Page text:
Skeeter pee

Discussion in 'Homebrewing' started by Randy Rooster, Feb 25, 2013.

  1. Randy Rooster

    Randy Rooster Well-Known Member Supporter

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    I thought this would make a good recipe to share and hadnt seen any mention of it here. Basically it is hard lemonade- not really like other ones that are store bought which have a more malty taste, this tastes like plain old lemonade with a kick of about 10 % alcohol - its a great summer treat, but be careful because they go down quick and easy. A full batch of 5 gallons only costs about $ 12 to make. Go to the top of this page for the recipe.

    http://skeeterpee.com/Skeeter_Pee/Recipe.html/


    As far as how to make hints I always make a starter the evening before starting a batch of skeeter pee - I use one packet lalvin EC 1118 yeast and about 1/2 can of frozen pineapple concentrate and water for the starter. The EC 1118 will be going well the next day and ferment your pee to complete dry condition usually in just a couple of weeks. Your local home brew store if they carry wine supplies will have tannin and the other ingredients. I back sweeten mine with artificial sweetner and do not use the potassium sorbate and have no worries about restarting fermentation when it is in the bottle - and I think of it as a diet drink. :shocked:
     
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  2. I've just got to try this out, sounds killer! Next time I go to town, I'll get some lemon juice at the dollar store. You know, using the 1118, you could make it a lot stiffer, then cut with water for women and girly-men. But, that might entail adding back in some lemon juice or something. And next thing you know, it would be too complex to keep up with.
     

  3. ben70b

    ben70b Well-Known Member

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    funny, i mixed a smaller batch last night, this is my first skeeter pee. i picked up a 5 gallon glass water jug from the junkyard the other day for 10 bucks, i'm gonna try a 4 gallon batch when i get it cleaned up and get some more real lemon
     
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  4. lonelytree

    lonelytree Well-Known Member

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    I have 3 carboys.... seems like I need 5. I'll try this as soon as I can find a carboy.
     
  5. Randy Rooster

    Randy Rooster Well-Known Member Supporter

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    Keep in mind this is only about a 6 week fermentation- I ferment mine in a 6 gallon bucket with a towel over it for about the first 10 days- and then put it in one of those 5 gallon plastic water carboys like you can get at wally world for about $10. No need for an expensive glass carboy. I also do not do any of the hydrometer readings as the directions call for but add the 3 rd bottle of lemon juice and other ingredients when I think its about 3/4 way done fermenting in the primary ( bucket) .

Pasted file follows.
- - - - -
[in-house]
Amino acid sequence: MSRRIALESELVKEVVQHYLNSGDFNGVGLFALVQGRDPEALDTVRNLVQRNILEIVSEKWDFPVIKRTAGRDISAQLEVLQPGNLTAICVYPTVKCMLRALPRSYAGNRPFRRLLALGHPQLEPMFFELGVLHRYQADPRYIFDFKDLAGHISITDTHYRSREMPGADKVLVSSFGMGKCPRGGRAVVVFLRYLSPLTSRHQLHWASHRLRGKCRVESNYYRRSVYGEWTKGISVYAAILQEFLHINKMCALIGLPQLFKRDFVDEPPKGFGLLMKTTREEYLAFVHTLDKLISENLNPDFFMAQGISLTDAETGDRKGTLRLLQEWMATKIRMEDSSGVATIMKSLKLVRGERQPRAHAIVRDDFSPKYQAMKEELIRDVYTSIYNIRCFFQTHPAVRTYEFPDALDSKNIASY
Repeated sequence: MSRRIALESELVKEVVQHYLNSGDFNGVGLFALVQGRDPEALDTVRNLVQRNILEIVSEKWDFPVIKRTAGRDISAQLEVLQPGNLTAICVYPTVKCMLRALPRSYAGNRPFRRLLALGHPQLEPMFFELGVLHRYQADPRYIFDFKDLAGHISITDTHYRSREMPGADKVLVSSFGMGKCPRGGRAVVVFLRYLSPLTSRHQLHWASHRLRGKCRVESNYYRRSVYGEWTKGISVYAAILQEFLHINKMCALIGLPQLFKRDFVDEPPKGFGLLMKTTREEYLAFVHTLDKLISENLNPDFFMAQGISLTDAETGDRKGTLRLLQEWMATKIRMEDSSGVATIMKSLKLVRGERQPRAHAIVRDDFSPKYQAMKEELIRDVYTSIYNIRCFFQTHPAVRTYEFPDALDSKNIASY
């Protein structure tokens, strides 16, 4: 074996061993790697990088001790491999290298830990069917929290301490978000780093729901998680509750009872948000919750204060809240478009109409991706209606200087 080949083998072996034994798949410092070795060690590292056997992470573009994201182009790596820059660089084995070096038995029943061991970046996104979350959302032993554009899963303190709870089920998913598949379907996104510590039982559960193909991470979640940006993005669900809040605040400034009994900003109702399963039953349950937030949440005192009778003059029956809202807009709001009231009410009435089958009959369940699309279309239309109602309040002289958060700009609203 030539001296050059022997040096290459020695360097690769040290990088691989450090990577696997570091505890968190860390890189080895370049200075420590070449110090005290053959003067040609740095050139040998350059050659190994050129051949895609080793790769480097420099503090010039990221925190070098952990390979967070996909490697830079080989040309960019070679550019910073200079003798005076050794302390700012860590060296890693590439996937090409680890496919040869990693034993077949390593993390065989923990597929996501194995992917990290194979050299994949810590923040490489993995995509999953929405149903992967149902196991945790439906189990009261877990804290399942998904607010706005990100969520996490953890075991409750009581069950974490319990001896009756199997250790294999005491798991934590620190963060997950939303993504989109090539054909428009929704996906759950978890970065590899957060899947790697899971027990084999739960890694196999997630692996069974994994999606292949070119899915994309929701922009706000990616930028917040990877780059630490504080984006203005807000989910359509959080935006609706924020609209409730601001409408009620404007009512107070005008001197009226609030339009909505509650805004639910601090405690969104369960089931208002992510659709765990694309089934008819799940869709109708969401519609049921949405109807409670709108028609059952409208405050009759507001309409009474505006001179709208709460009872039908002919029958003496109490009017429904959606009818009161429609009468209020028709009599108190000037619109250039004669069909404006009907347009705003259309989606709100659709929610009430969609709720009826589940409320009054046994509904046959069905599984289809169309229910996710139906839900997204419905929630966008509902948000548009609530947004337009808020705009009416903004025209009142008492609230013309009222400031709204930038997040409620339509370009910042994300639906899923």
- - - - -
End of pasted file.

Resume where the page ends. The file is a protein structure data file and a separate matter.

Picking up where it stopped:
I try to keep my winemaking and brewing as simple as possible. Been making wine for over 20 years and havent made a batch that has killed me yet.
     
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  6. ben70b

    ben70b Well-Known Member

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    i like the idea of keeping it simple, i am new to wine/cider making so i am trying to reseach as much as i can and it seems like people really like to turn it into a complicated science.
     
  7. lonelytree

    lonelytree Well-Known Member

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    I do a little wine and am trying to discover what fits my budget and taste. My first batch of Welches Grape juice wine is actually quite good and has a huge kick. I have Moscoto and another batch of Welches going now. I want to start a mead and a SkeeterPee for the summer because it is my busy season.
     
  8. lonelytree

    lonelytree Well-Known Member

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    I hatched a batch today. SG is 1.16...... is that bad?
     
  9. lonelytree

    lonelytree Well-Known Member

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    My batch isn't perking? Any ideas? Day 5. No bubbles at all. Lavin 1118.
     
  10. BrianK

    BrianK Active Member

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    The yeast should be going to town with all all the sugar called for the recipe.

    Did you add the yeast nutrient and yeast energizer?

    Did you rehydrate the Lalvin 1118 dry yeast or did you dump it directly into the batch?

    What is the temperature in the room where the batch should be fermenting? The temperature might be too cold for the yeast to work.

    Did you swirl the contents of the carboy/brewing bucket after adding the yeast to aerate?

    I hope this helps,
     
  11. lonelytree

    lonelytree Well-Known Member

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    I may have let the yeast out at 70 degrees overnight...... did I kill the yeast?
     
  12. Zilli

    Zilli Well-Known Member Supporter

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    I really want to make this (after I start my jalapeno wine) but I was concerned about the potassium sorbate after I did a little googling about it and was glad to see that you don't add it.

    But what about the potassium metabisulfite? Can I skip that, too?
     
  13. Randy Rooster

    Randy Rooster Well-Known Member Supporter

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    You can leave out the bisulfite if you want but doing that leaves your pee open for infection by unwanted bacterias and yeasts.

    Lonely tree

    just saw your post- I hope its going by now- did you make up the starter the night ahead of time from the yeast ? I always make a starter the night ahead of time and let the pee also stand overnight before adding the yeast starter - also make sure you whip plenty of air into the pee when you add the yeast starter.